Also SUBEB, as an agency have their own budget, apart from the intervention from the Universal Basic Education (UBE), they have their own budget from the state to intervene in some of the schools. However, there are still some challenges they face in assessing some of the money. I worked in SUBEB, when the UBE law came into being, in Lagos  State, we did not pass our law immediately, we had some issues even with the intervention that initially came.

When they asked us to build three classrooms, we said no, we don’t have land in Lagos so we can’t build those kind of classrooms. You cannot compare land in Lagos  State with some other state. So if you say other states should build three, we will if possible build twelve because we want to go up, there is no land to make it horizontal, we have to go vertical.

The bill came into being in 2006, we had to carry out action plan, we had to put up the action plan and it has to be approved. The processes itself is challenging and before that one was approved, we couldn’t do anything in year 2006. Meanwhile, there is money already from 2005. The bill was passed into law in Lagos  State because each state had to pass  its  own law, along the line of what the UBE  stipulated.

By the time they were through with all the process, 2006 was completed so it was by the end of that year that they were able to start doing a few things. Following the normal process, UBE has to come in and see what you have done, that went into 2007 and what they were supposed  to do in 2005 was started in 2008. Another challenge was that those conditions given, like you have to spend 15 percent or 25 percent on an area, needs are different.

In this state, the major problem they have is infrastructure and they give condition that we must spend a certain amount on instructional materials, on training and maybe I can do my training on my own and I can use that money to upgrade structure in the schools and when we are not allowed to do that, those are the kind of things that really affect implementation.

Level of implementation of the 9-Year Basic Education Curriculum in the state

First and foremost, 9-Year Basic  Education is that every child no matter your background is entitled to access 9  of education free. That is the national policy. In the state even before the compulsory nine years we  were  running free education in the primary and secondary level. We are establishing more schools to bring more children into the school system.

We are committed in that area to make sure that children come to school and that they have access to education. If you go to most of our Junior Secondary Schools, they are bursting because it is  at  that  level  that we have a lot of students. Because of the proliferation of private schools in the state, most pupils in primary schools attend private schools but  they come to our secondary schools and we still accept them.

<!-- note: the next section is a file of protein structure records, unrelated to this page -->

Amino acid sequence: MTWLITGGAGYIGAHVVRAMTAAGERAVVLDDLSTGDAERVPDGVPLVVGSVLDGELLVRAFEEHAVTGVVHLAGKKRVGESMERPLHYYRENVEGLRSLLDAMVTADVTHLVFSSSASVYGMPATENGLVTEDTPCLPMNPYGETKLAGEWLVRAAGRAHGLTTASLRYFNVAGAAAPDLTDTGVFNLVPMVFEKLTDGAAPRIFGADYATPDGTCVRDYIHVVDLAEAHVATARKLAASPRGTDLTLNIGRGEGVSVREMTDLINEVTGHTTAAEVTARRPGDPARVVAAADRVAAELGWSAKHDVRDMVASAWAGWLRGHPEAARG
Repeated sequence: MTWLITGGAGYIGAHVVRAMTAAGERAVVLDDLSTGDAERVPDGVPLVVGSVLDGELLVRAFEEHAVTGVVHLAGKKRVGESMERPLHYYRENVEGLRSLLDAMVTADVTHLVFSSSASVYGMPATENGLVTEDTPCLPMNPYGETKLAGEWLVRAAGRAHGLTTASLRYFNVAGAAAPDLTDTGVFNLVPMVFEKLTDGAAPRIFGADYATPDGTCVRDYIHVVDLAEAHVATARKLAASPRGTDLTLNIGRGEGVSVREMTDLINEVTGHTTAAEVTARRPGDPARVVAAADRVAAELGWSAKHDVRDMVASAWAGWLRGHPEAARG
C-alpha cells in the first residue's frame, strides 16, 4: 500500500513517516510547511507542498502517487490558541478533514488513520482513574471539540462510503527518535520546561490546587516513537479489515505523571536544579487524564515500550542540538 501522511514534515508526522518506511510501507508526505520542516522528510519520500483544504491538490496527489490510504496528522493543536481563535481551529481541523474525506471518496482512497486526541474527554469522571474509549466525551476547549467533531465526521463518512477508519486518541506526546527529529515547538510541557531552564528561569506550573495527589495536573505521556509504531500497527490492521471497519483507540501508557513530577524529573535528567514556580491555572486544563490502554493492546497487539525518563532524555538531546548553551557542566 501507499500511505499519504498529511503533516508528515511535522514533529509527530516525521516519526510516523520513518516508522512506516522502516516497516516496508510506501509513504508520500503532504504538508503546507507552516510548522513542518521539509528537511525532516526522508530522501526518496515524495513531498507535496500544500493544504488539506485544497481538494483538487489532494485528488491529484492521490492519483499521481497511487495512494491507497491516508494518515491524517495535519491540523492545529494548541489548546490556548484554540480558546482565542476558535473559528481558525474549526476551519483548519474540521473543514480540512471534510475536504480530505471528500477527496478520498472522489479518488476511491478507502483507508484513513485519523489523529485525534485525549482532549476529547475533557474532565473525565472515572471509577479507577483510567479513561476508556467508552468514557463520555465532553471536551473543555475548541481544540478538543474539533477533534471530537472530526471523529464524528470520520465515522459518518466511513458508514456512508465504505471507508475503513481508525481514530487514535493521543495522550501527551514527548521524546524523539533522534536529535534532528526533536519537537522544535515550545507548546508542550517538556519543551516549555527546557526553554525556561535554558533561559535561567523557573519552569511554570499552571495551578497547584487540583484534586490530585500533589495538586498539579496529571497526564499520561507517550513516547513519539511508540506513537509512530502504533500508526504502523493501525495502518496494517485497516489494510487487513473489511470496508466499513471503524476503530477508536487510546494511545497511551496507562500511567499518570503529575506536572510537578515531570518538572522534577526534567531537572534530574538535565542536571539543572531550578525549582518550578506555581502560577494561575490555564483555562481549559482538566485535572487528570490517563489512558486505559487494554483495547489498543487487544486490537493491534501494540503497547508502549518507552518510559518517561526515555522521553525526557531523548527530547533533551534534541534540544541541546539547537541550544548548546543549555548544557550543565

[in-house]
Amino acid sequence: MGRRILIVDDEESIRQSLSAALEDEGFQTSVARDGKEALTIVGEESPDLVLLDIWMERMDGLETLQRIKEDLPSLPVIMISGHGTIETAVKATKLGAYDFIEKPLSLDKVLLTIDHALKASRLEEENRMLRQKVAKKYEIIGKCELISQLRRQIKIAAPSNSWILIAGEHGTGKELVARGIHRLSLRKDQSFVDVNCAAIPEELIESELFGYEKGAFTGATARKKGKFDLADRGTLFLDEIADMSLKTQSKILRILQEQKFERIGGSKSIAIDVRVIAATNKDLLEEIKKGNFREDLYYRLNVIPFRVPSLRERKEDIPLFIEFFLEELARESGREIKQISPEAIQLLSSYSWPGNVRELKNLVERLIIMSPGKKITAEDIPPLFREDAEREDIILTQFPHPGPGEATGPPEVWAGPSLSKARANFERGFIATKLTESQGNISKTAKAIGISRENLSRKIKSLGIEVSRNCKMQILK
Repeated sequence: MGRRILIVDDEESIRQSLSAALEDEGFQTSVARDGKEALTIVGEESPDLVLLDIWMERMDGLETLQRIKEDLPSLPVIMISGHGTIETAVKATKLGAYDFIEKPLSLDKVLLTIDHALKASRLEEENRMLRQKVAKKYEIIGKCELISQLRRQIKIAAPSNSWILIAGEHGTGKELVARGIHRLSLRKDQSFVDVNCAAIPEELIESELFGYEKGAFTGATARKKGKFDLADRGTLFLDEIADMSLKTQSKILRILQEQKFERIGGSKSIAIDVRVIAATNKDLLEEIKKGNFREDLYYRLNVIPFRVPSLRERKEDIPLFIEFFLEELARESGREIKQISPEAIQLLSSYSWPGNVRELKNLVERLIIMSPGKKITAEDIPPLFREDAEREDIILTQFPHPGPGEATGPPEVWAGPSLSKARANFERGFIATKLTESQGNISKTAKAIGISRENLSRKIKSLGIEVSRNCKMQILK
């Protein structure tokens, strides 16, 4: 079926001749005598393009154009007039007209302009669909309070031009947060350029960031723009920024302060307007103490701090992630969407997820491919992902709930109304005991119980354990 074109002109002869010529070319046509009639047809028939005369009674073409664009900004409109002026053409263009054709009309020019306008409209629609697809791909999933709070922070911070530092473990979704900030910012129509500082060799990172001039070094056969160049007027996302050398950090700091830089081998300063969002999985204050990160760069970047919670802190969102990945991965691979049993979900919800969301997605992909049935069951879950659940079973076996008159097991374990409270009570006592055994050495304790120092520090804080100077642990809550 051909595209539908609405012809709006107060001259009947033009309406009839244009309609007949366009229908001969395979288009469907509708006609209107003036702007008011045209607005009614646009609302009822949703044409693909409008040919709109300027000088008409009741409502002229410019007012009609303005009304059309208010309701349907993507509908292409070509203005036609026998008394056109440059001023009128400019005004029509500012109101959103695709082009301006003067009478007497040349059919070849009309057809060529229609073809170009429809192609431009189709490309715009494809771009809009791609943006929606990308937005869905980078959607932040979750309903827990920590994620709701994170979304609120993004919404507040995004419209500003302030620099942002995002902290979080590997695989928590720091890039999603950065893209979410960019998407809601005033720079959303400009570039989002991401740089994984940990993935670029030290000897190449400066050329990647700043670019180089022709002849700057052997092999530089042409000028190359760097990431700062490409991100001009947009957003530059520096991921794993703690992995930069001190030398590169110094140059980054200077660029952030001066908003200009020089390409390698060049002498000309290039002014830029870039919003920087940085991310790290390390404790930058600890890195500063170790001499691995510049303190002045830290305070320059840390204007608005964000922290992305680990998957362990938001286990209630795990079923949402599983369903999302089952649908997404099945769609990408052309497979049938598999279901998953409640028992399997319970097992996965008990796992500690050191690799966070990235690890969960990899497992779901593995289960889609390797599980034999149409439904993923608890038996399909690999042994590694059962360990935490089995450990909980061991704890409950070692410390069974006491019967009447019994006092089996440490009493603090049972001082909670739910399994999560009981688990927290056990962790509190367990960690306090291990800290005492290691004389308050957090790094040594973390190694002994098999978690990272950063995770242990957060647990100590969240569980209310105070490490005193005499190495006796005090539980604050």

To ensure that this policy is properly implemented, part of the students law is that  for any child that is not in school, there is a sort of sanction but who is to enforce that sanction is what is not properly stated in the law. But thank God for the Ministry of Women Affairs that have taken up the challenge as regard issue of children.

Through that Ministry, the Child Rights Law was passed in the state and part of the law is that every child has the right to stay in school. It is compulsory and if any child is seen in the street when they are supposed to be in school, they are picked up. A lot of sensitization is going on especially  for  parents to allow their children access education.

On facilities on ground to implement what the ICT and Vocational education

It is good  we are in  ICT age and everybody should learn, but it is challenging to have in each school a laboratory, We do teach ICT even at the primary school level. We have our computer centres where our pupils come on rotational basis and they access these facilities, so we do teach computer education.

Even before the law was enacted we were teaching our students computer education, I headed that department then and we had about twenty-two centers where I normally  went  to ensure that the centers are effectively utilized. But at the secondary school level, through the Ministry of Science and Technology we are putting in computer laboratories in the school right now. It may not be in large quantity yet but we will get there because it is something that really requires a lot of funding.

On the challenge of providing teachers for schools in the Riverine areas

It is a challenge but what we are doing is to encourage teachers to stay in those areas. We have embarked on building teachers quarters in the riverine areas. We are also providing generators and other modern facilities that will make life easier for the teachers.

We try as much as possible to put in place and give them all the necessary things they yearn for in the cities and apart from that there is a sort of rural allowances. It’s not easy because nobody wants to stay there, even the children there run to the city. What we are trying to encourage is that during teaching practice teachers are  posted to those areas to share experience and life with them.

On the position of Lagos State government on LASU

We all know how LASU was and how LASU is now. What every well-meaning stakeholder should do is to ensure the peace and stability of the institution. A situation where students will write exams and don’t get their result is no longer acceptable. People may often times resist change but we must all strive hard to bring out that change as long as it will be for the good of the institution.